Near Burlington in Alamance County, North Carolina — The American South (South Atlantic)
Cotton Dust and Poverty
Different jobs within the mill brought their own unique hazards. In the opening and card rooms, cotton dust and lint circulated through the air continuously. For many employees, this brought coughing and lung irritation, which over time led to “brown lung” disease, or byssinosis. Women and men who worked in the weave room faced constant humidity and heat. Consequently, many workers contracted tuberculosis and other respiratory disorders.
Textile machines also proved dangerous. Hands or arms caught in the machine’s belts were easily skinned or broken. Carl Thompson remembers one harrowing incident, “There was one man, his shirt or something or other caught in that belt, and that
It’s hard to believe, but in them days along about Christmas time the yard men would come in the mill with their shovels and actually scrape up piles of filth where the help had spit all the year long and no attention at all being paid to it. Yessir, plenty of cotton mill folks had TB’s in them days and no wonder.
Wesley Renn West Durham, 1938.
Just as working in the mill could prove dangerous, living in the mill village presented a host of health issues. Lacking indoor plumbing and running water, most residents shared wells and outhouses. While farm families used these too, the sheer numbers of villagers crowded into small areas could create sanitation problems. Flies swarmed around outhouses in hot weather and spread diseases like typhoid and dysentery. Diets lacking important vitamins and minerals also caused problems. Due to protein deficiencies, many people contracted pellagra. This disease caused scaly red patches on the skin, diarrhea, fatigue, nervous disorders, and eventually death. In 1916, pellagra affected 16% of mill village households, but was a common problem throughout the South.
Topics. This historical marker is listed in these topic lists: Civil Rights • Industry & Commerce • Science & Medicine • Settlements & Settlers.
Location. 36° 8.301′ N, 79° 25.665′ W. Marker is near Burlington, North Carolina, in Alamance County. Marker is on Glencoe Street, on the left when traveling west. Glencoe Village is 3 miles north of Burlington, NC from NC Highway 62. Touch for map. Marker is in this post office area: Burlington NC 27215, United States of America. Touch for directions.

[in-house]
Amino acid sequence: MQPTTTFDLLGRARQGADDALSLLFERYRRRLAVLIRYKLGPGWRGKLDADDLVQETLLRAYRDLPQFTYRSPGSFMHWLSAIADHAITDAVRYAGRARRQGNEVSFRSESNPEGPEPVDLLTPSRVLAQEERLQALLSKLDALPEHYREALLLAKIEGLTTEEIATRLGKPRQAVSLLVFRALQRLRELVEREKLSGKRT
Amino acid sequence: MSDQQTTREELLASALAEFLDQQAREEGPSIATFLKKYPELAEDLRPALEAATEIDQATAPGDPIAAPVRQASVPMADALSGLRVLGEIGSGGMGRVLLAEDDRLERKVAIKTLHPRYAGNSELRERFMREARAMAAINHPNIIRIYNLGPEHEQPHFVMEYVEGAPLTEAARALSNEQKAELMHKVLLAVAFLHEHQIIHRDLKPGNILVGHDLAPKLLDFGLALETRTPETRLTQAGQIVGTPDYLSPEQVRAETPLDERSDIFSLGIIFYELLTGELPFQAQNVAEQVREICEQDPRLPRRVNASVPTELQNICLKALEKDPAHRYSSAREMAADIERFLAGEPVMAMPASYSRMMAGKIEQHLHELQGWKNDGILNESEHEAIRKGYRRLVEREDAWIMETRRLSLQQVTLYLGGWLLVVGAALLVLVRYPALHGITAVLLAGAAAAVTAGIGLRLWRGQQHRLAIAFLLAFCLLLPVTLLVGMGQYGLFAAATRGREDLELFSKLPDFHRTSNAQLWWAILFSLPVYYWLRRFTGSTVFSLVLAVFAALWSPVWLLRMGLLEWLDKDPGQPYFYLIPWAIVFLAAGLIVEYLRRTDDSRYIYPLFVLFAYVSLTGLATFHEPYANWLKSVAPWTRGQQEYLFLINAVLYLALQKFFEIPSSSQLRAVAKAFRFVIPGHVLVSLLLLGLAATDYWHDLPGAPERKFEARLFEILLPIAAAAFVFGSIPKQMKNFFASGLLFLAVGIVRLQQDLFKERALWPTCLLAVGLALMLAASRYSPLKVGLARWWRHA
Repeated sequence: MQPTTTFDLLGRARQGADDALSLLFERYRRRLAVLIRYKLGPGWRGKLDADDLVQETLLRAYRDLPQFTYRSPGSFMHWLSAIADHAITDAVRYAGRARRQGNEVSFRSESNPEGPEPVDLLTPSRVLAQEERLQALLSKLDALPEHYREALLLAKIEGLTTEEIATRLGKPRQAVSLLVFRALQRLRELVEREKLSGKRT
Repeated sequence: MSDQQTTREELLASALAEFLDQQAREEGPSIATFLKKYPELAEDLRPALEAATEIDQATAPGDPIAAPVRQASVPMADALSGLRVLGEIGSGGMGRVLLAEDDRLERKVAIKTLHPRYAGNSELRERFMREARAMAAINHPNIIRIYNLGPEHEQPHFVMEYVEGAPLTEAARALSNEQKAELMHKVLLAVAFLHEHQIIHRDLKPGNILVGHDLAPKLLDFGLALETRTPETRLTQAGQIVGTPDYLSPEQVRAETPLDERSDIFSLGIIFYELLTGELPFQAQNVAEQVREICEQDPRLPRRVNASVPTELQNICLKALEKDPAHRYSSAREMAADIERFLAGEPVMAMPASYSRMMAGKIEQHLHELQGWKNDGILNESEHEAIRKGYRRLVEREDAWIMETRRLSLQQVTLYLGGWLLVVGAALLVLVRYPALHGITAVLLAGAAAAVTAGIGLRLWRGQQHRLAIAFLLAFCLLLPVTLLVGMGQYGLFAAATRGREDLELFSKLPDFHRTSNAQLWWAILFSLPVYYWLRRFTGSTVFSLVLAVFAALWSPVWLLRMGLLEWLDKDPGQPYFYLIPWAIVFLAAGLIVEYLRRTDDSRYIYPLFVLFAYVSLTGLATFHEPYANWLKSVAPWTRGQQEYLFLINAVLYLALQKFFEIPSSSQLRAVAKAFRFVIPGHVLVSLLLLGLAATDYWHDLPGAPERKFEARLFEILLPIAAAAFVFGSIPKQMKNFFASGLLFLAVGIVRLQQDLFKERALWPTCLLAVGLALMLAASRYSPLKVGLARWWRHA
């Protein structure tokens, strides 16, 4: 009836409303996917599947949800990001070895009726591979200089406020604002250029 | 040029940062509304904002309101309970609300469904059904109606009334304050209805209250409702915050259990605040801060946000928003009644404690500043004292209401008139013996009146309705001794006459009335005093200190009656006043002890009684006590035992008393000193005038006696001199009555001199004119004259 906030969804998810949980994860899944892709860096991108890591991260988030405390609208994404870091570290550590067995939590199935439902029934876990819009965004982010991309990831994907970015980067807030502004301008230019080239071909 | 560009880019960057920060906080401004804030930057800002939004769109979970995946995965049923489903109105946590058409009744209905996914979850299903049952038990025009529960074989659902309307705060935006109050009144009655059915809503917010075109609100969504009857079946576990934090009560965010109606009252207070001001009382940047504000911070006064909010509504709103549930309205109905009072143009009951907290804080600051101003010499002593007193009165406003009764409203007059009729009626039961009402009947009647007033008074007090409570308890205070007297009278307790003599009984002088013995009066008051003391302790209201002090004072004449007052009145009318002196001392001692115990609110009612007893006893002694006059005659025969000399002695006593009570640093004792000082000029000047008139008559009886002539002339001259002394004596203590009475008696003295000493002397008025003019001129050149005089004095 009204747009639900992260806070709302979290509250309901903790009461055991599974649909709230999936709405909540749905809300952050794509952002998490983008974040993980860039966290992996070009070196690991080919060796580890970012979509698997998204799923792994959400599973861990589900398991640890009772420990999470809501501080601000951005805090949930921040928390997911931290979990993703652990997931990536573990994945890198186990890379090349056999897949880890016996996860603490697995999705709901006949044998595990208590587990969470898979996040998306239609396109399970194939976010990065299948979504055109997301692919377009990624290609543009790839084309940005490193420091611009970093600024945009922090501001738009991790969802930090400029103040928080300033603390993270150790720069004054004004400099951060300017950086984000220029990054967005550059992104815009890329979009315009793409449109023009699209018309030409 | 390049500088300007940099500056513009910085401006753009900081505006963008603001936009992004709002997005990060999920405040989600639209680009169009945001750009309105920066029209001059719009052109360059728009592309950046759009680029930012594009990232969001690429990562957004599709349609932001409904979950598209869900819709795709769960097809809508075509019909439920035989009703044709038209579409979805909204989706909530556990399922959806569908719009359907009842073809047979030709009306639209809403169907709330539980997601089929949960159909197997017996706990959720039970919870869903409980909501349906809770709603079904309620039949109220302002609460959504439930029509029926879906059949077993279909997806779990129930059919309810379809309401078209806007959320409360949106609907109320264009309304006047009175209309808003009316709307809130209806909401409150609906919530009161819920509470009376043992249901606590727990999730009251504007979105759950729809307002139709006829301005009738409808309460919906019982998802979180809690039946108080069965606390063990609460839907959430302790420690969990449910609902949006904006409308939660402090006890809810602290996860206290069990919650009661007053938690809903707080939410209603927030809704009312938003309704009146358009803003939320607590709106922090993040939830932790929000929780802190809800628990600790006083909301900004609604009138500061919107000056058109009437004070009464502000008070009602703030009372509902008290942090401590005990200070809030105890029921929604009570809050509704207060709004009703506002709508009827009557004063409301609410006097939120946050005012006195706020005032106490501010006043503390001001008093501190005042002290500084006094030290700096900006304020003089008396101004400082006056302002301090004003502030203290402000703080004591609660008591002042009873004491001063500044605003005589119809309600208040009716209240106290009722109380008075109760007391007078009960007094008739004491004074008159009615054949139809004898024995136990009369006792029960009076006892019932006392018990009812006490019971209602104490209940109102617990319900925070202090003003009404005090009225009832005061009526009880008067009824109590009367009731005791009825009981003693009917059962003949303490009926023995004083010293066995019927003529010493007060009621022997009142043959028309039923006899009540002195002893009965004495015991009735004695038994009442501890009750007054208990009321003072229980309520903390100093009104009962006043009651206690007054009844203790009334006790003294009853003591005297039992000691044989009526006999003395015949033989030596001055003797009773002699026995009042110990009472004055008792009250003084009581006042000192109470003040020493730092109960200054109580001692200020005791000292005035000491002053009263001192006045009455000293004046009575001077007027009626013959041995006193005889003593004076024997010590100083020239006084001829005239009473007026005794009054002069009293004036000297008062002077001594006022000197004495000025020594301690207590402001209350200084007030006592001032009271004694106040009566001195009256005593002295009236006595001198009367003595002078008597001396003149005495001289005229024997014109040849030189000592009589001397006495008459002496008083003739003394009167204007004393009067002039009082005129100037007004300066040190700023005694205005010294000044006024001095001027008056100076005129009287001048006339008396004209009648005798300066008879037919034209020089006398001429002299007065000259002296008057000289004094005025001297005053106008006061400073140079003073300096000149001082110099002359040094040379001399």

Other nearby markers. At least 8 other markers are within walking distance of this marker. A Legacy of Community (here, next to this marker); Neighbors Divided (here, next to this marker); Living in a Mill-Centered World (here, next to this marker); After the Whistle Blows (here, next to this marker); The Rise of the Textile Mill Communities (a few Working the Shift (a few steps from this marker); Calling the Mill Village 'Home' (a few steps from this marker); Women in the Mill Village (within shouting distance of this marker). Touch for a list and map of all markers in Burlington.
Related markers. Click here for a list of markers that are related to this marker. To better understand the relationship, study each marker in the order shown.
Also see . . . Glencoe Textile Heritage Museum. (Submitted on July 20, 2010, by Patrick G. Jordan of Graham, North Carolina.)
Additional keywords. Alamance Cotton Mill, Glencoe, Fabric, Textiles, Company Shops, Holt
Credits. This page was last revised on January 20, 2020. It was originally submitted on July 19, 2010, by Patrick G. Jordan of Graham, North Carolina. This page has been viewed 891 times since then and 12 times this year. Photos: 1, 2, 3, 4, 5, 6, 7, 8, 9. submitted on July 19, 2010, by Patrick G. Jordan of Graham, North Carolina. • Bill Pfingsten was the editor who published this page.